Best Show in Town
If you haven't caught Presidential Election 2000 yet, you'd better tune in quick (check your local listings, or just randomly tune to any channel). The writing is rapier sharp, the cast is passionate, and you should see the character development from day to day. One moment a character is smug and self-assured, the next he's shell-shocked and fighting mad. True, the next time you tune in, the characters might have reversed themselves, but you're so sold on the roller-coaster plot, that you actually buy their reactions--if not always their motivations.
The plot of Presidential Election 2000 is lightning fast, so once you tune in, you can't skip a day, lest you be forced into reading the recaps in Soap Opera Di--er, Newsweek. New twists and turns occur daily, sometimes hourly, always followed by characters' brilliantly-scripted reactions. (Occasionally, though, the dialogue shows signs of clumsiness, such as when all the Republican characters are assigned a set of stock phrases --"Judicial Activism", "Changing the Rules After the Game Has Ended", "Constitutional Crisis" -- and made to repeat them endlessly, apparently for fear that the viewers won't otherwise get it.) The writing is especially sharp in scenes involving press conferences and judicial decisions, where characters often seem on the giddy edge of complete breakdown, barely able to restrain themselves from open hostility or despair.
The lead characters are admittedly somewhat flawed in their execution, which led to early-series tuneout; Al Gore, who polarizes viewers Richard Hatch-style, is a weak link in the cast. Despite a truly amazing story arc, his character comes off as wooden and virtually unchanged throughout the series, failing to convey the passion of his plight or conviction. George W. Bush, on the other hand, really puts everything he's got into his role as a cocky bastard. Possessing the most pointed smirk since Larry Hagman, he evokes an immediate, almost visceral reaction from the viewer. Unfortunately, he's absent from many episodes, ceding his lines to an impressive supporting cast, most notably James Baker. Baker is a vicious marvel; after slogging through such moderate hits as Bush Presidency 1988-1992, Baker is on full throttle here, consistently delivering fierce, compelling speeches, as when he deliciously calls a George W. Bush setback "sad for our nation--sad for our democracy." So completely does he seethe with barely-checked rage, you halfway expect his head to come off. With his calculated, spiteful language, Baker plays nothing short of a saint or Satan role in the drama. (A complete turnaround from his role as Buck Strickland on Fox's King of the Hill.)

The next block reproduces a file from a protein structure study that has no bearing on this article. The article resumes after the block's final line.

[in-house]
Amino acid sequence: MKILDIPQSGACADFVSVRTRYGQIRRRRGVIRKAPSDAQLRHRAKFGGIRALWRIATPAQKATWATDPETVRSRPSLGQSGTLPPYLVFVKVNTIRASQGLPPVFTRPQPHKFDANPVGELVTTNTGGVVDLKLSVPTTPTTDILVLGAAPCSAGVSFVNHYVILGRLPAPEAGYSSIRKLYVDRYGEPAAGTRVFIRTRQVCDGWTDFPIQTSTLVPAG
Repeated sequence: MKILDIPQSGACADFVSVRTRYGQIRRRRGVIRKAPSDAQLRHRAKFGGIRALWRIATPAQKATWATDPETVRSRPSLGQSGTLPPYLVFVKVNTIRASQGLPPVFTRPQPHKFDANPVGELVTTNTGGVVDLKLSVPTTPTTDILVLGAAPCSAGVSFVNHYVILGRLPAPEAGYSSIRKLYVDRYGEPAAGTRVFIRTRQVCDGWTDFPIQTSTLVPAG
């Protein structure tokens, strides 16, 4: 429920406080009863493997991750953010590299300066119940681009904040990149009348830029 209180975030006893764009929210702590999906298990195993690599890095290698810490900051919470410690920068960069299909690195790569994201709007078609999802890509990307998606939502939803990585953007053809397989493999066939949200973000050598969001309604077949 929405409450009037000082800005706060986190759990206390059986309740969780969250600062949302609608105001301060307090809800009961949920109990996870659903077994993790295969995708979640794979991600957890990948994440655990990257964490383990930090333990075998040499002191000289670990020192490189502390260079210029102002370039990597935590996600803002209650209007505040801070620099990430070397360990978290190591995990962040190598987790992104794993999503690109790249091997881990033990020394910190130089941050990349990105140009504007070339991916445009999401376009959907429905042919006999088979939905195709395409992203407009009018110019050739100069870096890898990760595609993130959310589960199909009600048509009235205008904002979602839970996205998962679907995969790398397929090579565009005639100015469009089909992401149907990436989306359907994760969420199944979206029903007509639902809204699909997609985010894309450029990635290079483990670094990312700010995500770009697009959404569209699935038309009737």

Other impressive players include Bernard Shaw and Jeff Greenfield, who make Dennis Miller's color commentary seem slate-gray. Jeff Greenfield leads viewers through self-described 'nightmare' or 'doomsday' scenarios like a giddy schoolboy showing off a Gila Monster. He smiles brightly while noting that, "If this election was an amusement park ride, it would be shut down due to safety concerns," and that, "I'm not predicting rioting in the streets... yet." Shaw doesn't pack quite the punch of Greenfield, but his urgent delivery gives even more life to the rest of the cast, as when he describes Baker as "bristling with contempt and controlled anger."
Just as we occasionally (well, once) tuned into the Geena Davis Show to catch a glimpse of Freaks and Geeks alumnus John Francis Daley, we'll no doubt see some of our favorite Presidential Election 2000 players in the near future. Greenfield will no doubt turn up in mid-season replacements like "Senate Bill 482" and "Assistant Housing Secretary Confirmation Hearing", and it seems likely that at least one of the principals will return for the inevitable sequel in a few years. (Didn't anyone watch AfterM*A*S*H?) However, none of their work will likely ever live up to this dramatic masterpiece, and, quite honestly, that's fine by me.
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